Brexit Withdrawal - What does it mean for your pet?

Brexit Withdrawal - What does it mean for your pet?

Posted by Susan Smith on on 19th Dec 2020

On 1/1/2020, the UK withdrew from the EU. So what does that mean for pet travel?

UPDATE: The EU has classified the UK as a Part 2 Listed Third Country. As of 1/1/2021, an EU health certificate, proof of rabies vaccination, microchip and a Declaration of non-commercial transport is what will be required to enter the EU from the UK. No rabies titer test is required. To import a dog, cat or ferret to the UK, an EU Pet Passport or a UK Pet Passport (no booster vaccination while in EU) or an EU health certificate (less than 4 months old) and a tapeworm treatment between one and five days of import will be required.

Under current regulations, dogs, cats and ferrets can enter the UK or the EU with one form, the Annex IV form. This form is valid for 4 months of travel within the EU, including the UK. (Note that pets entering the EU or UK from high-rabies countries must also have a rabies titer test 3 months prior to entry.) Pets and their owners can travel back and forth between EU Member States and the UK with few additional regulations (tapeworm treatment) But what will happen after December 31, 2020?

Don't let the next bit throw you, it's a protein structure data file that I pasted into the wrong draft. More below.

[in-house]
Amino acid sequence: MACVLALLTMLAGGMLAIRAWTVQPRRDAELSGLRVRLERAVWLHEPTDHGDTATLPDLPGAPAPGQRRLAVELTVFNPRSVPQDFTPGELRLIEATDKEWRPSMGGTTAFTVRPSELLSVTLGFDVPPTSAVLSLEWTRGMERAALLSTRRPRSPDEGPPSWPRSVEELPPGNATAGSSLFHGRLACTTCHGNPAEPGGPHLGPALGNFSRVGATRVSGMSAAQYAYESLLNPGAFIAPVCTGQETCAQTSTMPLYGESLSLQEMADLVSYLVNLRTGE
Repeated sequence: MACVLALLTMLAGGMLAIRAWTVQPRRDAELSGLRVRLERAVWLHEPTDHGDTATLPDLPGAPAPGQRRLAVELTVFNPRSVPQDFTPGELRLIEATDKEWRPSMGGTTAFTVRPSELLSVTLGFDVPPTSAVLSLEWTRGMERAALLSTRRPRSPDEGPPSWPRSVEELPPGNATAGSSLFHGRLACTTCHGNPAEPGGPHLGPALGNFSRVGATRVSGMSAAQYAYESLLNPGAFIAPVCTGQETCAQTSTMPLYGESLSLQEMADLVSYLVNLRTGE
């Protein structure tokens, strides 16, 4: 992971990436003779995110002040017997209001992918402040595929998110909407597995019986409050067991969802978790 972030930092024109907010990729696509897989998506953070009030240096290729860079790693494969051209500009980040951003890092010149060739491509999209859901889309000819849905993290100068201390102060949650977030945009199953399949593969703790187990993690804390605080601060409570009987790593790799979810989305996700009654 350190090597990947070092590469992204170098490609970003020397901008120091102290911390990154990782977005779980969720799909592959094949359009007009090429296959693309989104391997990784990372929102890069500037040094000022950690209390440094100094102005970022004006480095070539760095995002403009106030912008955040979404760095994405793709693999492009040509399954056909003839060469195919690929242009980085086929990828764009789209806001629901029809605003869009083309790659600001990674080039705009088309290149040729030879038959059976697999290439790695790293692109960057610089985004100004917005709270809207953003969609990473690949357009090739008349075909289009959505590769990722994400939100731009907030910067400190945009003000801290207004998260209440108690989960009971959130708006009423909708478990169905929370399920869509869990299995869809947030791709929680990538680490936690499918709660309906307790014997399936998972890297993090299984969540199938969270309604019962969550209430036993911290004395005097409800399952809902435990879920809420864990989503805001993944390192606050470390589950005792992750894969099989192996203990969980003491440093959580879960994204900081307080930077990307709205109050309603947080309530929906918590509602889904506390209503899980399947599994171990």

The answer is, it depends on how the UK is classified by the EU. There are 3 possibilities: Part 1 Listed, Part 2 Listed or Unlisted. If the first classification is negotiated, then UK Pet Passports will be valid in the EU and visa versa. Pets entering the UK from outside of the EU will use a UK health certificate. If the UK becomes a Part 2 Listed country, then UK Pet Passports will not be honored in the EU. 

Commercial transport will have different regulations. Click here for further details.